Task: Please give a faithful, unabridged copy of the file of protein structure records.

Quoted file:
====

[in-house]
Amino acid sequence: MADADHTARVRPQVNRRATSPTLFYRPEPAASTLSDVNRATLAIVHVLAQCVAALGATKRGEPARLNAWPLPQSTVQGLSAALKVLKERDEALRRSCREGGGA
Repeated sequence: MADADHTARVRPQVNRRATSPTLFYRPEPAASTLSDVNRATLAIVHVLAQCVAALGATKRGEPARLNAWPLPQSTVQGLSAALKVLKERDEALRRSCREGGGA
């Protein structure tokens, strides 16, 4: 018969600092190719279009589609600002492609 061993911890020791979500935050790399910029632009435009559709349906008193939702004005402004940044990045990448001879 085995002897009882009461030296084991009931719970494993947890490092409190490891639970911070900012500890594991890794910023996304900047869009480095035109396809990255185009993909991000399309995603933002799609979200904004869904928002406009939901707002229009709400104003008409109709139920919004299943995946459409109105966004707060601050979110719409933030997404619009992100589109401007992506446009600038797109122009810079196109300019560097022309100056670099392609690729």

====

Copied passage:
[in-house]
Amino acid sequence: MADADHTARVRPQVNRRATSPTLFYRPEPAASTLSDVNRATLAIVHVLAQCVAALGATKRGEPARLNAWPLPQSTVQGLSAALKVLKERDEALRRSCREGGGA
Repeated sequence: MADADHTARVRPQVNRRATSPTLFYRPEPAASTLSDVNRATLAIVHVLAQCVAALGATKRGEPARLNAWPLPQSTVQGLSAALKVLKERDEALRRSCREGGGA
């Protein structure tokens, strides 16, 4: 018969600092190719279009589609600002492609 061993911890020791979500935050790399910029632009435009559709349906008193939702004005402004940044990045990448001879 085995002897009882009461030296084991009931719970494993947890490092409190490891639970911070900012500890594991890794910023996304900047869009480095035109396809990255185009993909991000399309995603933002799609979200904004869904928002406009939901707002229009709400104003008409109709139920919004299943995946459409109105966004707060601050979110719409933030997404619009992100589109401007992506446009600038797109122009810079196109300019560097022309100056670099392609690729």